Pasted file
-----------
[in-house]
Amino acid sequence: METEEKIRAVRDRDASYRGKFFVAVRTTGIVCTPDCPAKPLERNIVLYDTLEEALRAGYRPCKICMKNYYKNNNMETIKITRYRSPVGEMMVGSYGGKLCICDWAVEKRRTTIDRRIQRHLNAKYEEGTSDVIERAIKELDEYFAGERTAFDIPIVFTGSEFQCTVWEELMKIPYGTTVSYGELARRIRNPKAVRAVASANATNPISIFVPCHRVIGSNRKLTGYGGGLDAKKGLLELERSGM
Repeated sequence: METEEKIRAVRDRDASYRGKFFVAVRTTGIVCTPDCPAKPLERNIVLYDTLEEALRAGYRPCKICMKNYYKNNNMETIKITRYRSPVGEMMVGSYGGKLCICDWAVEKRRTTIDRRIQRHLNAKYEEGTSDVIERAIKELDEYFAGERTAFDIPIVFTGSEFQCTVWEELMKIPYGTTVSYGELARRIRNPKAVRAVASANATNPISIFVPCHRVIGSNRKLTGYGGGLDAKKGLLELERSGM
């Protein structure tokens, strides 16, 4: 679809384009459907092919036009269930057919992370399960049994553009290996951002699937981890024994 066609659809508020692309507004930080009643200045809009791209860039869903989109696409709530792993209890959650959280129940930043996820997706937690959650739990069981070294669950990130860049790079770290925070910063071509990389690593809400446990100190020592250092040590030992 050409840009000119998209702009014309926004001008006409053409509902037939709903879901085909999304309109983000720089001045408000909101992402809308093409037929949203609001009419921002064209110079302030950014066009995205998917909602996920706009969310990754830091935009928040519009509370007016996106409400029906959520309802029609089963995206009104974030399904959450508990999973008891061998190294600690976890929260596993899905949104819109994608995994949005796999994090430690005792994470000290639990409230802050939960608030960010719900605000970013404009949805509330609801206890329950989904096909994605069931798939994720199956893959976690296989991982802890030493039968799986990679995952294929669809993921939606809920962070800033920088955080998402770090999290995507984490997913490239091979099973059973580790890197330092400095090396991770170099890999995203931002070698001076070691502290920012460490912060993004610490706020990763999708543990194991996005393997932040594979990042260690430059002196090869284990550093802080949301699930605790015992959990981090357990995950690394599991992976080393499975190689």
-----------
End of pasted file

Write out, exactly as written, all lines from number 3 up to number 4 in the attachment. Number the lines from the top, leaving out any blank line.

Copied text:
Repeated sequence: METEEKIRAVRDRDASYRGKFFVAVRTTGIVCTPDCPAKPLERNIVLYDTLEEALRAGYRPCKICMKNYYKNNNMETIKITRYRSPVGEMMVGSYGGKLCICDWAVEKRRTTIDRRIQRHLNAKYEEGTSDVIERAIKELDEYFAGERTAFDIPIVFTGSEFQCTVWEELMKIPYGTTVSYGELARRIRNPKAVRAVASANATNPISIFVPCHRVIGSNRKLTGYGGGLDAKKGLLELERSGM
């Protein structure tokens, strides 16, 4: 679809384009459907092919036009269930057919992370399960049994553009290996951002699937981890024994 066609659809508020692309507004930080009643200045809009791209860039869903989109696409709530792993209890959650959280129940930043996820997706937690959650739990069981070294669950990130860049790079770290925070910063071509990389690593809400446990100190020592250092040590030992 050409840009000119998209702009014309926004001008006409053409509902037939709903879901085909999304309109983000720089001045408000909101992402809308093409037929949203609001009419921002064209110079302030950014066009995205998917909602996920706009969310990754830091935009928040519009509370007016996106409400029906959520309802029609089963995206009104974030399904959450508990999973008891061998190294600690976890929260596993899905949104819109994608995994949005796999994090430690005792994470000290639990409230802050939960608030960010719900605000970013404009949805509330609801206890329950989904096909994605069931798939994720199956893959976690296989991982802890030493039968799986990679995952294929669809993921939606809920962070800033920088955080998402770090999290995507984490997913490239091979099973059973580790890197330092400095090396991770170099890999995203931002070698001076070691502290920012460490912060993004610490706020990763999708543990194991996005393997932040594979990042260690430059002196090869284990550093802080949301699930605790015992959990981090357990995950690394599991992976080393499975190689």